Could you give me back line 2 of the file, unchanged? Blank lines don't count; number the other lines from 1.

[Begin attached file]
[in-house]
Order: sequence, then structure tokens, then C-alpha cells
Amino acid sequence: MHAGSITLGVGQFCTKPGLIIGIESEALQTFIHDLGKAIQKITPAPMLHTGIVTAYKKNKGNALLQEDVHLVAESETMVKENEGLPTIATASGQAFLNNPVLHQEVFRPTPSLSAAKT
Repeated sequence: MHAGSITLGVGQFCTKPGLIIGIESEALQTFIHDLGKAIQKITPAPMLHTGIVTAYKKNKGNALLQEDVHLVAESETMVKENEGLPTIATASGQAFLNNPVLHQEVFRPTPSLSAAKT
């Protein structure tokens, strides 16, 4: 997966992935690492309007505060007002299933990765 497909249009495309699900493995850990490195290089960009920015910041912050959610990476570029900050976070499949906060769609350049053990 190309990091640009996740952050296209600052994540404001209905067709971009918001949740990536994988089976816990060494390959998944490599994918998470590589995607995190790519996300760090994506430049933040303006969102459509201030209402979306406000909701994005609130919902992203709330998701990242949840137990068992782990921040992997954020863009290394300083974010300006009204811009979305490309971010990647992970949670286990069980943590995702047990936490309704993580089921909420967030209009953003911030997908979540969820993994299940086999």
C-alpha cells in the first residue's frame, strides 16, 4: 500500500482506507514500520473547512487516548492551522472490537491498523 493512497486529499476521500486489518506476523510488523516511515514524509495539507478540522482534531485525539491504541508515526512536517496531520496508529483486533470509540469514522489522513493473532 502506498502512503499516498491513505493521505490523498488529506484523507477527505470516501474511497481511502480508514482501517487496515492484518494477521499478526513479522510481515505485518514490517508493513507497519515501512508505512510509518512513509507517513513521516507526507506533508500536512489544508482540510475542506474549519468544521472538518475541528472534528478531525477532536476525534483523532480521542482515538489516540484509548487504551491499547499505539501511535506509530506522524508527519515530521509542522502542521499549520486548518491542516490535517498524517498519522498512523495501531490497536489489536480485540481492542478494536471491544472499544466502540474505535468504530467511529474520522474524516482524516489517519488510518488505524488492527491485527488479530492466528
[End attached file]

Order: sequence, then structure tokens, then C-alpha cells